Thursday, 14 April 2011

Nama attempts to provide mortgage finance to maintain high prices, while banks moot debt "forgiveness".

The repossession cases that appear, in a constant trickle, before the courts these days make interesting reading.

Recently there was a case of a couple who took out a mortgage in 2003, but had not paid any repayments on it since 2006. Bear in mind it is now 2011.

Then there was another one a couple of weeks’ back. The borrower was up for mortgage arrears on 29 investment properties, and had to promise the court that he would put some of them for sale on the market. 

The above examples beg the question: what do you have to do in Ireland to have a property repossessed?  

It seems that the principle of moral hazard that applies in other countries does not figure here, as the attitude is that someone else – that is, the taxpayer – will pick up the tab for your recklessness.  We have been forced to do it for the institutions thanks to Lenihan’s bank guarantee, now must we do it for individuals as well?

It is not too far an imaginative leap to forecast how people who could pay - but are unhappy with negative equity - could elect not to, on the basis that they won’t suffer any consequences as a result.   The rest of us will bail them out, and they can continue to live in the dwellings they outbid us on during the market madness.

The thing is, someone has to pay.  To me, it seems most logical that whoever ran up the debts in the first place – investors in particular – should be obliged to do so.  They won’t be able to repay them in full of course, as they paid way over the odds,  but fire-sales of their bad investments would at least repay some of the debt and establish the true worth of property in Ireland today.

The banks and Nama will not do that though, as they have an interest in keeping property prices artificially high.   Indeed Nama, the Government creation that bought the developers and banks’ debts at a high price, is even talking about providing mortgage finance to the very same banks.  It has €1 billion on its balance sheet, according to its chairman Frank Daly, speaking to a “group of property professionals"  last Tuesday, according to The Irish Times.  (April 13th, “Nama may provide mortgage finance, Barry O’Halloran).

So let me see.  Nama, the “bad bank” that took on the bad loans of the bust banks, is now looking to "change the legislation that established it" so it can provide loan funds to the same banks it bought the bad loans from.    All in order to “generate sales in the market”, as Daly puts it, with the rider that “sales would have to be at prices people would pay”.   Where else would you get it?

And therein lies the problem.  Ireland is the basket case economy of the EU, a country kept from insolvency only thanks to the bail-outs, yet house prices are still higher than in many other European countries (have a look at The Irish Times "Take Five" feature every Thursday).  That does not add up.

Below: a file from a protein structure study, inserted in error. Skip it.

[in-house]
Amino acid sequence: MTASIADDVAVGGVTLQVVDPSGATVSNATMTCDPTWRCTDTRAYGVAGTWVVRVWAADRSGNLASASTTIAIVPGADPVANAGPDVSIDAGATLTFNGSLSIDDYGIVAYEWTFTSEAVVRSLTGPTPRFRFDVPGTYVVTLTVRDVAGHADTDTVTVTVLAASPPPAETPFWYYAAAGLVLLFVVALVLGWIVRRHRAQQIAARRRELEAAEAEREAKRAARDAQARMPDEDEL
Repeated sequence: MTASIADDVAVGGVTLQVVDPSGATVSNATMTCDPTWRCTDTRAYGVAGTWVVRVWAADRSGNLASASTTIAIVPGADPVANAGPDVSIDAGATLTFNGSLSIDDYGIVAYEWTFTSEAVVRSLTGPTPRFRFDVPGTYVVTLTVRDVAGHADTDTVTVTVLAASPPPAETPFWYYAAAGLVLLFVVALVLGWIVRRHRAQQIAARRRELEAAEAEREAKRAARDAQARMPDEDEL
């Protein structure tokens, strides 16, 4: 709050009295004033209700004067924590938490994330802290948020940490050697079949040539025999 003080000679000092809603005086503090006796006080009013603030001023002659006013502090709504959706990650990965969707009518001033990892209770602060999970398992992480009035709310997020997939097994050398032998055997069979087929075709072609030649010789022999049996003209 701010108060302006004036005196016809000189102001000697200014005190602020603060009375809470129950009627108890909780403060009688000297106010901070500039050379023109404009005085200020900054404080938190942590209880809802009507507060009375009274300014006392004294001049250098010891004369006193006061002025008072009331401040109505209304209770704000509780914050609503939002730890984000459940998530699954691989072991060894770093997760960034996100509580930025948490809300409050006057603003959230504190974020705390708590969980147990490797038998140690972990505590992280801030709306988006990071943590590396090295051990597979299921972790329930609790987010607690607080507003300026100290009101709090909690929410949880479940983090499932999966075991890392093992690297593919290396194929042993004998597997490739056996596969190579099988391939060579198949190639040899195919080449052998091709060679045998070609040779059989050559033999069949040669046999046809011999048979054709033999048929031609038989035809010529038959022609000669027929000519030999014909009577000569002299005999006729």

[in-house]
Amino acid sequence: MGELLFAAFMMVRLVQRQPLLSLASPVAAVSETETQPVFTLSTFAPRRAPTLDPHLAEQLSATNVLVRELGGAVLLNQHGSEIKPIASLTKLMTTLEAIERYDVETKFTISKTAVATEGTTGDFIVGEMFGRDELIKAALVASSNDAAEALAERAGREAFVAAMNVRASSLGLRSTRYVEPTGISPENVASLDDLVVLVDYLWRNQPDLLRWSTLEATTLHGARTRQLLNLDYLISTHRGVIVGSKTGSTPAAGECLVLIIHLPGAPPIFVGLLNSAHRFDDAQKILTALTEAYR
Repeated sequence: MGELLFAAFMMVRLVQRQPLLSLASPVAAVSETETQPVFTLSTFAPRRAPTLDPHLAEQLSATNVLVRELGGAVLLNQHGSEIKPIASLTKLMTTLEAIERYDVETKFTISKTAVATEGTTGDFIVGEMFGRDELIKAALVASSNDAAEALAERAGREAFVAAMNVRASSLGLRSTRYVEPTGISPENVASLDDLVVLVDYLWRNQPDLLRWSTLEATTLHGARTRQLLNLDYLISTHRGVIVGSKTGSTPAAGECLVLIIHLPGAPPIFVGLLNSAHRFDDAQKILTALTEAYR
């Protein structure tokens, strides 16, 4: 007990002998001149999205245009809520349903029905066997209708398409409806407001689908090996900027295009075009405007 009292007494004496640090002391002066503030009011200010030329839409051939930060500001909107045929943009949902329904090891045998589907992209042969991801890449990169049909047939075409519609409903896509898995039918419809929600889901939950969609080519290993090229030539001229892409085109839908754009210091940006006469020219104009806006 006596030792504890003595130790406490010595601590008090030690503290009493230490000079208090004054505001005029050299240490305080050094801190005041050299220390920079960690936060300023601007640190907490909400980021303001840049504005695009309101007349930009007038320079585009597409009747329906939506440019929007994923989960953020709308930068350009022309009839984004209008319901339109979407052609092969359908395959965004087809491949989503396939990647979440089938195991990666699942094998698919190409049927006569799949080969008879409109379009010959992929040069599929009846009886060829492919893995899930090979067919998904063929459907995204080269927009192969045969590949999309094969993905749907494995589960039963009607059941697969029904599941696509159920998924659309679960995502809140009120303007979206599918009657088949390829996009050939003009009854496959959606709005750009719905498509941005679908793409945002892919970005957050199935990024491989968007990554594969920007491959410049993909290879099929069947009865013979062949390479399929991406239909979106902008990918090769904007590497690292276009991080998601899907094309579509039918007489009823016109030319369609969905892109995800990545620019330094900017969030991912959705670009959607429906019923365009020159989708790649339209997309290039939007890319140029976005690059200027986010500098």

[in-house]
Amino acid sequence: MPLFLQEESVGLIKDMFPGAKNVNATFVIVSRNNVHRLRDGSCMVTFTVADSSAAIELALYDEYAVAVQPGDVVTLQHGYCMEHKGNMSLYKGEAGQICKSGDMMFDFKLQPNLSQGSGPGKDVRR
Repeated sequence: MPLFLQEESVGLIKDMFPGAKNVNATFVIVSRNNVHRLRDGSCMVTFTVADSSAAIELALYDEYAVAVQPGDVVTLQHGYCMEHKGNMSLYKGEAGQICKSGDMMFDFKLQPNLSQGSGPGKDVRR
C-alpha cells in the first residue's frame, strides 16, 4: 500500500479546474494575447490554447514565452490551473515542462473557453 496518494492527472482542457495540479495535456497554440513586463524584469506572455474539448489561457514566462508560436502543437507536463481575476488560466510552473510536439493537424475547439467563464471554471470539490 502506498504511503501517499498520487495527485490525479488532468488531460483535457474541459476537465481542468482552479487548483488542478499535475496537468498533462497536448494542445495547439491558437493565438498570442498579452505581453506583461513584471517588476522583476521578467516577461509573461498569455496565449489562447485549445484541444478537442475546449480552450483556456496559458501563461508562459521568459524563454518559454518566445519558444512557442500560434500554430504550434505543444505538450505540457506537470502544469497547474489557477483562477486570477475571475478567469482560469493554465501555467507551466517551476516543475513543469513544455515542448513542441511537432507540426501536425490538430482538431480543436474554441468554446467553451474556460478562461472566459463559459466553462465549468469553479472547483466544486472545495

And neither does Nama’s attempt to further prevent the slow dawn of reality in the Irish property market.

Brussels had better keep an eye on this one.

Back to Gombeen Nation main page


Anonymous said...

hi GM, the Euro is taking a hammering today on rumours of default from Ireland. Maybe they were watching vinb last night where NAMA was called a Ponzi scheme by Max Keiser.

It is proving very difficult to send anyone to jail for owing money unless its a TV licence fee. Social welfare payments are not going to be reduced. This all makes me very despondent because I have a job and no mortgage. I wonder would it be better to have no job and 5 houses and to get the taxpayers to pay for it all.

The Gombeen Man said...

Yes Toast... I know what you mean. You'd wonder "why bother?" sometimes in this place.

Ponzi scheme - Max summed it up well. Nama is a murky scandal, it really is.

anna said...

Indebted generation must find their voice- Fintan Toole Irish times April 13, 2011

“The negative-equity generation should be out on the streets – but it’s
hard to embrace collective power when you’ve grown up an ardent individualist…“
(see link below for the rest ) _
The gist of the article is people in negative equity here aren’t complaining as this is also the age of individualism.
The Debate now is ’should there be a NAMA for ordinary people ‘? The Worry now is the real no of home repossessions will soar this year or next year- and the State can’t stand by because of the crippling debts the state will pick up if it has to Then pay for people living in renting accommodation and on housing benefits because they lost their job and home. Now there is talk of banks reducing amount of mortgage arrears , finding ways to stop this massive foreclosure bomb happening etc .
There are 2 classes involved here(1) Greedy and unwise investors who speculated on a number of properties and weren’t just buying their own home .
(2) ordinary people desperate to own their home ( having experienced grasping landlords in ROI I understand why). People who had to take on Huge mortgages as their fellow citizens were Unjustly Enriching themselves by Massively over charging for small/ very old homes etc ( and they could do this due to low interest rates- thanks to all the bank slush finds that came in from Europe=- at the Heart of all Bubble is Easily available credit)